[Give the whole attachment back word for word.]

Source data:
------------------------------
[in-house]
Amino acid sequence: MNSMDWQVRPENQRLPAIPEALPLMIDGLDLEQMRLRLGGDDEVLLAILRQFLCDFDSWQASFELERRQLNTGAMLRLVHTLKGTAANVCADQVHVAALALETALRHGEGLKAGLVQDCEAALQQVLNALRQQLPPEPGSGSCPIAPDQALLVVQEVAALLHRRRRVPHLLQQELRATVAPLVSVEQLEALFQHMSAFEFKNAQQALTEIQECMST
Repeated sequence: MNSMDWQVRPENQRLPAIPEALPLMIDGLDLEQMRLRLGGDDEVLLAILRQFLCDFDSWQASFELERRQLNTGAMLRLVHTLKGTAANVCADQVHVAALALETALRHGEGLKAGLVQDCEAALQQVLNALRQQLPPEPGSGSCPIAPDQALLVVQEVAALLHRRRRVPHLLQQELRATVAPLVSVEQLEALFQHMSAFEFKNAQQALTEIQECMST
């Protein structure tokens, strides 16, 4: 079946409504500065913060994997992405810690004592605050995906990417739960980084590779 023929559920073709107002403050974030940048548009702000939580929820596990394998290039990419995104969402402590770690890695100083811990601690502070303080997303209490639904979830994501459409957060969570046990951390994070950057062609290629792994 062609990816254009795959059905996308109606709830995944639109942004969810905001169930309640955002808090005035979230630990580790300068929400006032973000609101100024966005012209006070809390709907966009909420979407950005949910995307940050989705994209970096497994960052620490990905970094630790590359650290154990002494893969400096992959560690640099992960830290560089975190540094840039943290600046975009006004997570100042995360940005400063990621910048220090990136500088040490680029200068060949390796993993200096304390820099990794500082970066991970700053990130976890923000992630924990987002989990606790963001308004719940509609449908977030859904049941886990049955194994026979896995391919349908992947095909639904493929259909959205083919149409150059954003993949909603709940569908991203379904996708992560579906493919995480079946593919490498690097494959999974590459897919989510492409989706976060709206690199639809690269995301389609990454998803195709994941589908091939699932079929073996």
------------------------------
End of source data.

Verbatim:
[in-house]
Amino acid sequence: MNSMDWQVRPENQRLPAIPEALPLMIDGLDLEQMRLRLGGDDEVLLAILRQFLCDFDSWQASFELERRQLNTGAMLRLVHTLKGTAANVCADQVHVAALALETALRHGEGLKAGLVQDCEAALQQVLNALRQQLPPEPGSGSCPIAPDQALLVVQEVAALLHRRRRVPHLLQQELRATVAPLVSVEQLEALFQHMSAFEFKNAQQALTEIQECMST
Repeated sequence: MNSMDWQVRPENQRLPAIPEALPLMIDGLDLEQMRLRLGGDDEVLLAILRQFLCDFDSWQASFELERRQLNTGAMLRLVHTLKGTAANVCADQVHVAALALETALRHGEGLKAGLVQDCEAALQQVLNALRQQLPPEPGSGSCPIAPDQALLVVQEVAALLHRRRRVPHLLQQELRATVAPLVSVEQLEALFQHMSAFEFKNAQQALTEIQECMST
């Protein structure tokens, strides 16, 4: 079946409504500065913060994997992405810690004592605050995906990417739960980084590779 023929559920073709107002403050974030940048548009702000939580929820596990394998290039990419995104969402402590770690890695100083811990601690502070303080997303209490639904979830994501459409957060969570046990951390994070950057062609290629792994 062609990816254009795959059905996308109606709830995944639109942004969810905001169930309640955002808090005035979230630990580790300068929400006032973000609101100024966005012209006070809390709907966009909420979407950005949910995307940050989705994209970096497994960052620490990905970094630790590359650290154990002494893969400096992959560690640099992960830290560089975190540094840039943290600046975009006004997570100042995360940005400063990621910048220090990136500088040490680029200068060949390796993993200096304390820099990794500082970066991970700053990130976890923000992630924990987002989990606790963001308004719940509609449908977030859904049941886990049955194994026979896995391919349908992947095909639904493929259909959205083919149409150059954003993949909603709940569908991203379904996708992560579906493919995480079946593919490498690097494959999974590459897919989510492409989706976060709206690199639809690269995301389609990454998803195709994941589908091939699932079929073996």